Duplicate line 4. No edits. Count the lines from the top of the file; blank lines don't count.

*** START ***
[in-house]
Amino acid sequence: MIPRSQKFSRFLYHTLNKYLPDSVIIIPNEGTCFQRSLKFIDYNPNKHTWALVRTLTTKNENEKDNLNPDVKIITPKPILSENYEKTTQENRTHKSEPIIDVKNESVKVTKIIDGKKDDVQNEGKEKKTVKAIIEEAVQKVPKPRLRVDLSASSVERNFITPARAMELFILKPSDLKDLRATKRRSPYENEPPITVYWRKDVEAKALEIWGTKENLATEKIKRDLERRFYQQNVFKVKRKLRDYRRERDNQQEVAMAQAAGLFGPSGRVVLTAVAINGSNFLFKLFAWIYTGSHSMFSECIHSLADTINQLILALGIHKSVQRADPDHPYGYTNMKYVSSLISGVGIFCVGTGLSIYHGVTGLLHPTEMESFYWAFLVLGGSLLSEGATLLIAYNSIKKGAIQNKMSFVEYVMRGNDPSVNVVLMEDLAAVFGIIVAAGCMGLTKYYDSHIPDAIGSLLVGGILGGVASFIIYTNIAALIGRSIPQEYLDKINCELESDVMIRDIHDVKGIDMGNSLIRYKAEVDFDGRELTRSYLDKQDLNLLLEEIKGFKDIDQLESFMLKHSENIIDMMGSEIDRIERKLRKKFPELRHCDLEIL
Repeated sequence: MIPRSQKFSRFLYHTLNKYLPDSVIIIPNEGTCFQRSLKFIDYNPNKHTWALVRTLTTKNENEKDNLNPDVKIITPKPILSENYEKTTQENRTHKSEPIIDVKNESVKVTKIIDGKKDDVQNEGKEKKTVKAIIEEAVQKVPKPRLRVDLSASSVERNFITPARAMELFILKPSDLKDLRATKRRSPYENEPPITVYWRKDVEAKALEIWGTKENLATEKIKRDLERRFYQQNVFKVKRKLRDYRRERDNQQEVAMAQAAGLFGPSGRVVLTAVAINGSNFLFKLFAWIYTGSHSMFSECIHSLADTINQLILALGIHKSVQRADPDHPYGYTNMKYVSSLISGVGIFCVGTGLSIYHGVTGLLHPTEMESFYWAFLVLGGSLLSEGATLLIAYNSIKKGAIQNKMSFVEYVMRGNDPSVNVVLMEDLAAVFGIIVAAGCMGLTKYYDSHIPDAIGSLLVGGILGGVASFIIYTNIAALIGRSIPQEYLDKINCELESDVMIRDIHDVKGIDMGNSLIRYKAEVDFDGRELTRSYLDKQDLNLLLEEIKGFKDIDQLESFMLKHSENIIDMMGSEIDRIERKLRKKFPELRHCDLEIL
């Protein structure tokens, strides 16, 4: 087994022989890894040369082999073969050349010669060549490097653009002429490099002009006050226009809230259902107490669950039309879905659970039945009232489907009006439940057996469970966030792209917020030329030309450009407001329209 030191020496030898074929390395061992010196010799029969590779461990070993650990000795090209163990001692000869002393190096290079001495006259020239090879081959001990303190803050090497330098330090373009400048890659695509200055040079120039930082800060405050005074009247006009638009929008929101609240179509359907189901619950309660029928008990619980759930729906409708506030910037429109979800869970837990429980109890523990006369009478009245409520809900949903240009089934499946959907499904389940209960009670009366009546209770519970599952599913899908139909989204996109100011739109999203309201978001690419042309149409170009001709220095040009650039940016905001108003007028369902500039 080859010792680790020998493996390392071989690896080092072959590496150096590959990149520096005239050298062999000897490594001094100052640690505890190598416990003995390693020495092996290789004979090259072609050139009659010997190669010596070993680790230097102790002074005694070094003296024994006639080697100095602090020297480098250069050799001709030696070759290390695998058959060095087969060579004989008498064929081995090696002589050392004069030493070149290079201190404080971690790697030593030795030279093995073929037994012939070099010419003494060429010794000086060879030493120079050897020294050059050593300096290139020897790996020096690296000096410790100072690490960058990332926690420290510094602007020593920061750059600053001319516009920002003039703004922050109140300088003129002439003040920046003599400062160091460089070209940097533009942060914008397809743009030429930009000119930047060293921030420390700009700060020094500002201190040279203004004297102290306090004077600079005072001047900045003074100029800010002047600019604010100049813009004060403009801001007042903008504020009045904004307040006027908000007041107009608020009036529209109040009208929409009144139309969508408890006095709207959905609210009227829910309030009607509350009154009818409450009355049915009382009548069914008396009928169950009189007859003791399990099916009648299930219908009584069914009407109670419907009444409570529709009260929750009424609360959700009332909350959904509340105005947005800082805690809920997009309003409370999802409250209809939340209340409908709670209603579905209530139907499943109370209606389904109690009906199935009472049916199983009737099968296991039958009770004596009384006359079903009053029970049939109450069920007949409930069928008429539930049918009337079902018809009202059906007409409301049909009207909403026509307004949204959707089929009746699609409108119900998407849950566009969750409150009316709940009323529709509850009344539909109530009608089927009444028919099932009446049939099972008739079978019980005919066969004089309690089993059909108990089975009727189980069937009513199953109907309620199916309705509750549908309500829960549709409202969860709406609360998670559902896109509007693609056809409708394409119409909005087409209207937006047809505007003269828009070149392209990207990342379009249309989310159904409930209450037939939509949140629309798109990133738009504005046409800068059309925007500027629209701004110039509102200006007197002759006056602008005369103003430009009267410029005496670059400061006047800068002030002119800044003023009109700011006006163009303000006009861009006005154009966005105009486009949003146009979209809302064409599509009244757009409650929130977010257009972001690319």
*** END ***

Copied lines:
């Protein structure tokens, strides 16, 4: 087994022989890894040369082999073969050349010669060549490097653009002429490099002009006050226009809230259902107490669950039309879905659970039945009232489907009006439940057996469970966030792209917020030329030309450009407001329209 030191020496030898074929390395061992010196010799029969590779461990070993650990000795090209163990001692000869002393190096290079001495006259020239090879081959001990303190803050090497330098330090373009400048890659695509200055040079120039930082800060405050005074009247006009638009929008929101609240179509359907189901619950309660029928008990619980759930729906409708506030910037429109979800869970837990429980109890523990006369009478009245409520809900949903240009089934499946959907499904389940209960009670009366009546209770519970599952599913899908139909989204996109100011739109999203309201978001690419042309149409170009001709220095040009650039940016905001108003007028369902500039 080859010792680790020998493996390392071989690896080092072959590496150096590959990149520096005239050298062999000897490594001094100052640690505890190598416990003995390693020495092996290789004979090259072609050139009659010997190669010596070993680790230097102790002074005694070094003296024994006639080697100095602090020297480098250069050799001709030696070759290390695998058959060095087969060579004989008498064929081995090696002589050392004069030493070149290079201190404080971690790697030593030795030279093995073929037994012939070099010419003494060429010794000086060879030493120079050897020294050059050593300096290139020897790996020096690296000096410790100072690490960058990332926690420290510094602007020593920061750059600053001319516009920002003039703004922050109140300088003129002439003040920046003599400062160091460089070209940097533009942060914008397809743009030429930009000119930047060293921030420390700009700060020094500002201190040279203004004297102290306090004077600079005072001047900045003074100029800010002047600019604010100049813009004060403009801001007042903008504020009045904004307040006027908000007041107009608020009036529209109040009208929409009144139309969508408890006095709207959905609210009227829910309030009607509350009154009818409450009355049915009382009548069914008396009928169950009189007859003791399990099916009648299930219908009584069914009407109670419907009444409570529709009260929750009424609360959700009332909350959904509340105005947005800082805690809920997009309003409370999802409250209809939340209340409908709670209603579905209530139907499943109370209606389904109690009906199935009472049916199983009737099968296991039958009770004596009384006359079903009053029970049939109450069920007949409930069928008429539930049918009337079902018809009202059906007409409301049909009207909403026509307004949204959707089929009746699609409108119900998407849950566009969750409150009316709940009323529709509850009344539909109530009608089927009444028919099932009446049939099972008739079978019980005919066969004089309690089993059909108990089975009727189980069937009513199953109907309620199916309705509750549908309500829960549709409202969860709406609360998670559902896109509007693609056809409708394409119409909005087409209207937006047809505007003269828009070149392209990207990342379009249309989310159904409930209450037939939509949140629309798109990133738009504005046409800068059309925007500027629209701004110039509102200006007197002759006056602008005369103003430009009267410029005496670059400061006047800068002030002119800044003023009109700011006006163009303000006009861009006005154009966005105009486009949003146009979209809302064409599509009244757009409650929130977010257009972001690319």